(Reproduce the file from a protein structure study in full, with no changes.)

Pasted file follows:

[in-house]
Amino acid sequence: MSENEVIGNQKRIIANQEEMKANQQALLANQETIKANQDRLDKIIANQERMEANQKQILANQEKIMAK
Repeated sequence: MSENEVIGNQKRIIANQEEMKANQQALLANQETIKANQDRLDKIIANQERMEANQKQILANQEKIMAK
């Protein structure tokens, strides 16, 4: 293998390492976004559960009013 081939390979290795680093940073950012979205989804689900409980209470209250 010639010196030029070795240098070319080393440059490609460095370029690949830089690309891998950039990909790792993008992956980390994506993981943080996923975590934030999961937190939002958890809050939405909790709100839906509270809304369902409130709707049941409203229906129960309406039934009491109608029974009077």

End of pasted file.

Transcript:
[in-house]
Amino acid sequence: MSENEVIGNQKRIIANQEEMKANQQALLANQETIKANQDRLDKIIANQERMEANQKQILANQEKIMAK
Repeated sequence: MSENEVIGNQKRIIANQEEMKANQQALLANQETIKANQDRLDKIIANQERMEANQKQILANQEKIMAK
């Protein structure tokens, strides 16, 4: 293998390492976004559960009013 081939390979290795680093940073950012979205989804689900409980209470209250 010639010196030029070795240098070319080393440059490609460095370029690949830089690309891998950039990909790792993008992956980390994506993981943080996923975590934030999961937190939002958890809050939405909790709100839906509270809304369902409130709707049941409203229906129960309406039934009491109608029974009077």